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13 Mar 2019

Where's the Party?

In May 2017, VotesforSchools asked students “Do we need a new political party?”, following a snap general election that saw voter fatigue soar. This same question could easily have been asked anytime in the last few weeks as well. It is not an overstatement to say that British politics is at its most turbulent in years, with Parliament in disarray and party members shifting from the left and right to a vague, undefined centre. Conversations free of references to political tumult are rare, especially in the media. There is no doubt that this will have affected young people’s current perception of the UK, leading to potential confusion and political apathy or possibly a heightened sense of the importance of speaking up and taking action. Could The Independent Group (TIG) present a catch-all solution to contemporary issues, or does it merely mask deeper problems with the UK’s political system? Could it even set a precedent for the future that young people can get on board with?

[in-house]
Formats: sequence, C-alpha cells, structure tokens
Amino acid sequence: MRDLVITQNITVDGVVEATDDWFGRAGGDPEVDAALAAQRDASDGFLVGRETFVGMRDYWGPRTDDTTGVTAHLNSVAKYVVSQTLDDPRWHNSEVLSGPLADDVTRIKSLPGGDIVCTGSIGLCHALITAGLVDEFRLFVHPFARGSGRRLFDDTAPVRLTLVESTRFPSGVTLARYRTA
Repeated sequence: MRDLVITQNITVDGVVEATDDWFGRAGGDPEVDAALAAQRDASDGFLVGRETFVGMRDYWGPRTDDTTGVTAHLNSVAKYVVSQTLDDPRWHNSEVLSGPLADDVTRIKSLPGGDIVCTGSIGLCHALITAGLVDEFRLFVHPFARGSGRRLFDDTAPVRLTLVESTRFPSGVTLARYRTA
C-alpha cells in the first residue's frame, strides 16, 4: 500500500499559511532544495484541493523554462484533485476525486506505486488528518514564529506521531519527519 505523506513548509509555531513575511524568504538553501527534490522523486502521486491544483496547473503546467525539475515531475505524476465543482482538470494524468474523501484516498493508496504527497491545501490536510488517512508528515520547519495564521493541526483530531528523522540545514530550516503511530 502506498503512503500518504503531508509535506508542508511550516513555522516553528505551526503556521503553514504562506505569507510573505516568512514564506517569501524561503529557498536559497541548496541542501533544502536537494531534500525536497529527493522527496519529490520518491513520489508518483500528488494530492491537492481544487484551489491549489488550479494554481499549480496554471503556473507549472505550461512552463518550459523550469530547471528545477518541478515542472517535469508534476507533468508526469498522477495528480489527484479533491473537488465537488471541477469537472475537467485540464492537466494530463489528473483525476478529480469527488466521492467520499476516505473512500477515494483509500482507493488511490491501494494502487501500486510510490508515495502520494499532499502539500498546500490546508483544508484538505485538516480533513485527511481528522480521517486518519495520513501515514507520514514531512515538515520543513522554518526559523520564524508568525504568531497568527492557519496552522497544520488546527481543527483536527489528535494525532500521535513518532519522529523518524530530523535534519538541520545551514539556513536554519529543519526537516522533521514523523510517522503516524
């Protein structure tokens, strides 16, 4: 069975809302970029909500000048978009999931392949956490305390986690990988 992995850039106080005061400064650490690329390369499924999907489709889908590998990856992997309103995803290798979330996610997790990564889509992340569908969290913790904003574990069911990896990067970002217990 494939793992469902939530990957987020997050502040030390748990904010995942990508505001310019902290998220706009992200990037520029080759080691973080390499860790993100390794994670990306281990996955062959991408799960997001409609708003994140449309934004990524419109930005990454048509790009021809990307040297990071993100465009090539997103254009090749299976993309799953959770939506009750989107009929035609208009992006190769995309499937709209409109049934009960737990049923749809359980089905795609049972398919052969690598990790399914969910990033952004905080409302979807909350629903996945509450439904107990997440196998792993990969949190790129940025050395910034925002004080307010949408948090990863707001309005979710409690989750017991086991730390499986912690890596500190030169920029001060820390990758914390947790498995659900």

The possibilities are many, and it would seem for Primary pupils it could revive the public’s faith in Parliament, while Secondary students seem marginally more sceptical.

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Since the question was put to students almost two years ago, there have been many other pressing political issues at hand that have been debated and helped develop their views on the current state of politics. The most obvious of these is, of course, Brexit. When feeding back on our topic about whether the UK should stay in the single market, students did not just assess their views on this issue, but their political awareness in general, with one arguing  that ‘we need to talk about more politics to help us get ready for the real world’, and many simply expressing their bewilderment about the whole situation. These views apply across the spectrum of young people’s knowledge of and engagement with politics, and the prospect of a new political party is likely to be no exception. With this in mind, what could the repercussions of a new party be in terms of young people’s political engagement?